Nomination: Best Writing, Original Screenplay - J.C. Chandor
Margin Call surprised many with its Academy Award nomination for Best Original Screenplay, as the film had not been the recipient of much Oscar buzz. Yet the film's nomination should not be terribly surprising, as it is a sharp, well-paced film about a timely issue, starring some of Hollywood's finest - in other words, total Oscar bait.
J.C. Chandor's screenplay for Margin Call is quite strong in some regards: its dialogue is sharp, it moves along at a perfect clip, and, most of all, tells a story of very complex financial machinations in an understandable and entertaining manner. This is no small feat, as the film could have easily been weighed down by the complexities of the financial transaction that is at the center of the film's narrative.
Yet for all that it does well, the script is not perfect. The film is the story of a difficult decision that must be made by the top executive of a financial institution, but the executive is not the protagonist of the film - he does not appear until the second half of the film. As a result of this structure, the film's major characters move along like chess pieces under Chandor's control, existing only to allow for the decision the film hinges on. This means that none of the film's major characters make any real choices, and thus there is little drama in any of their actions. Nearly the entire film thus feels like the first act of a larger story, which it very much is. Just when the major decision is made, instead of the second act beginning and the audience seeing the drama that follows from the decision, we instead see almost nothing before we move to the third act. The film feels much more like a two act play than a traditional film. While I do not mind films employing variations to the three act structure (my favorite film of the year, Tree of Life, completely eschews the concept), in Margin Call it creates an unsatisfying lack of weight to the character's decisions.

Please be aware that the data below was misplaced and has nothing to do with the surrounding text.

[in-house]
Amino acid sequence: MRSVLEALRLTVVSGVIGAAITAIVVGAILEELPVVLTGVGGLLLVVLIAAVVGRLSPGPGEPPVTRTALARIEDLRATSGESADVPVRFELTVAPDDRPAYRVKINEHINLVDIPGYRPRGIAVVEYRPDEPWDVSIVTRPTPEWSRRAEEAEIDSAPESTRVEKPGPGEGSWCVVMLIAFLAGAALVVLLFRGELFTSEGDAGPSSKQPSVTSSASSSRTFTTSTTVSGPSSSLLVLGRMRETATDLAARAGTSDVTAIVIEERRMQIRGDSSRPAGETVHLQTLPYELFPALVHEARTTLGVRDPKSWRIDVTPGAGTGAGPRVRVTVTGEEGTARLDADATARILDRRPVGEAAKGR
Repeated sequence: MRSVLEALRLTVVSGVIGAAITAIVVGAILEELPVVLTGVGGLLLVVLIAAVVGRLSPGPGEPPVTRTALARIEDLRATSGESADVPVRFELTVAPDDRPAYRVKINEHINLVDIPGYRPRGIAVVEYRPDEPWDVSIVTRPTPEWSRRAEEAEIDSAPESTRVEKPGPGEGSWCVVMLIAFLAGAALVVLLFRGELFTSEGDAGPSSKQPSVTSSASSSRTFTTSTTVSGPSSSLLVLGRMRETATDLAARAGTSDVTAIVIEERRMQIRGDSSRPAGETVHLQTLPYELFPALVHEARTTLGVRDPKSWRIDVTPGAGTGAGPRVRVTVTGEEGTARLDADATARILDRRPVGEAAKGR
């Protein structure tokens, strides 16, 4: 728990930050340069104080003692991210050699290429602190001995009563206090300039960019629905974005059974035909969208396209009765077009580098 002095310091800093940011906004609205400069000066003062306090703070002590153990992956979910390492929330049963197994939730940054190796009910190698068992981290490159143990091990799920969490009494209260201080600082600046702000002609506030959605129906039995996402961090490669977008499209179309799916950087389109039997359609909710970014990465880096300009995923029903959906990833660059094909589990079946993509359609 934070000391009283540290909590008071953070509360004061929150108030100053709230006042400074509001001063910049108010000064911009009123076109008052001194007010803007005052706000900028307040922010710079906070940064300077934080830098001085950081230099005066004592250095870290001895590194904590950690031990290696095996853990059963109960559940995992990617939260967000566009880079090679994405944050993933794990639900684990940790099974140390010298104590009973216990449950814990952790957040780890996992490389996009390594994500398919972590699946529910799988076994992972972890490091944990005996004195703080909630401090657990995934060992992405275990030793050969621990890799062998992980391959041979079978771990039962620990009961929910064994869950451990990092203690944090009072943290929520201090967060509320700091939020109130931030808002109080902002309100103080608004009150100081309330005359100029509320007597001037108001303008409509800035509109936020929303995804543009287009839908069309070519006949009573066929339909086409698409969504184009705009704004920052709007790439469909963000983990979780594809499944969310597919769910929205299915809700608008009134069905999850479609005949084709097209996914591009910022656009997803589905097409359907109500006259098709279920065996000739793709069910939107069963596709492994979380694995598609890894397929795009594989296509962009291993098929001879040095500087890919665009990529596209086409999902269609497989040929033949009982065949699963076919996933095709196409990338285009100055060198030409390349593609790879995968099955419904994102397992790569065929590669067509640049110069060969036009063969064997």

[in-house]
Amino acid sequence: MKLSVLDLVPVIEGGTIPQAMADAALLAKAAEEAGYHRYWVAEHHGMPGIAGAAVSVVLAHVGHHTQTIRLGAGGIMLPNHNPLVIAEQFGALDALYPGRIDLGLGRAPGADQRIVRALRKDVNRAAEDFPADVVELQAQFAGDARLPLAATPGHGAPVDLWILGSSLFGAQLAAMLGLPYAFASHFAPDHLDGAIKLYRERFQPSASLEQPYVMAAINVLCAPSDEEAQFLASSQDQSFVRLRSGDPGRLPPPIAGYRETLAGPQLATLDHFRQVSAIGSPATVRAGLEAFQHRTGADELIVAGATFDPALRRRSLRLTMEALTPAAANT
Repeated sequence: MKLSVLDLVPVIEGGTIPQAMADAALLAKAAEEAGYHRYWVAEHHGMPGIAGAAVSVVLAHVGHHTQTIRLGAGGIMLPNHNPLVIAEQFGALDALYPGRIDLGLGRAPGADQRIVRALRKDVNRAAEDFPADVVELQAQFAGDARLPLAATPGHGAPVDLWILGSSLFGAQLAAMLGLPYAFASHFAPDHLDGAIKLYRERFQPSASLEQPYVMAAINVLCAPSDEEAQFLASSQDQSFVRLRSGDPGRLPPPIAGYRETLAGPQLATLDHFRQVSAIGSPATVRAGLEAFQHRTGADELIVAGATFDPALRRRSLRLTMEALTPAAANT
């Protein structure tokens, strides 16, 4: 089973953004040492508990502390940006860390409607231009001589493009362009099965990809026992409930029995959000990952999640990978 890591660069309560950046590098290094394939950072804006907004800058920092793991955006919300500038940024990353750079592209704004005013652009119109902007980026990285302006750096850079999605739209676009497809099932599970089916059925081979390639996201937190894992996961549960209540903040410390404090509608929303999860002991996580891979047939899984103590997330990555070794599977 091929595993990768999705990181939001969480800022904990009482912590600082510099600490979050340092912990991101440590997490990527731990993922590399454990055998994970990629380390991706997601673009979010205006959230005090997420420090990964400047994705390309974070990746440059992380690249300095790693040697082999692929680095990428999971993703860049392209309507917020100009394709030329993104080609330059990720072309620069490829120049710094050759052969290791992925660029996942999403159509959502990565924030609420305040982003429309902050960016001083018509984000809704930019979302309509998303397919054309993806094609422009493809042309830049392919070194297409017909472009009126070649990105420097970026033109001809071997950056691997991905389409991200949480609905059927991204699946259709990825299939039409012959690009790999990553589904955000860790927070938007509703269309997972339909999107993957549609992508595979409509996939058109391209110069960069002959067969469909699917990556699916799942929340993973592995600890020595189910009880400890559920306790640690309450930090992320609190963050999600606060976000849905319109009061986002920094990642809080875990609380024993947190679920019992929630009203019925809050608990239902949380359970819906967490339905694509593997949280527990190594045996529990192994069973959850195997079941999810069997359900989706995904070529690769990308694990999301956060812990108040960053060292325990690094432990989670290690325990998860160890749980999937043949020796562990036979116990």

The other aspect of the script that I thought was weak was the extended metaphor of Kevin Spacey's dog. It's not a terrible metaphor, but it is heavy-handed and clumsy, and the film would have been better off without it.
Despite its odd structure, Margin Call is an enjoyable movie, and deserves credit for being the first narrative film to successfully respond to the financial meltdown.
Remaining: 3180 films, 869 Oscars, 5461 nominations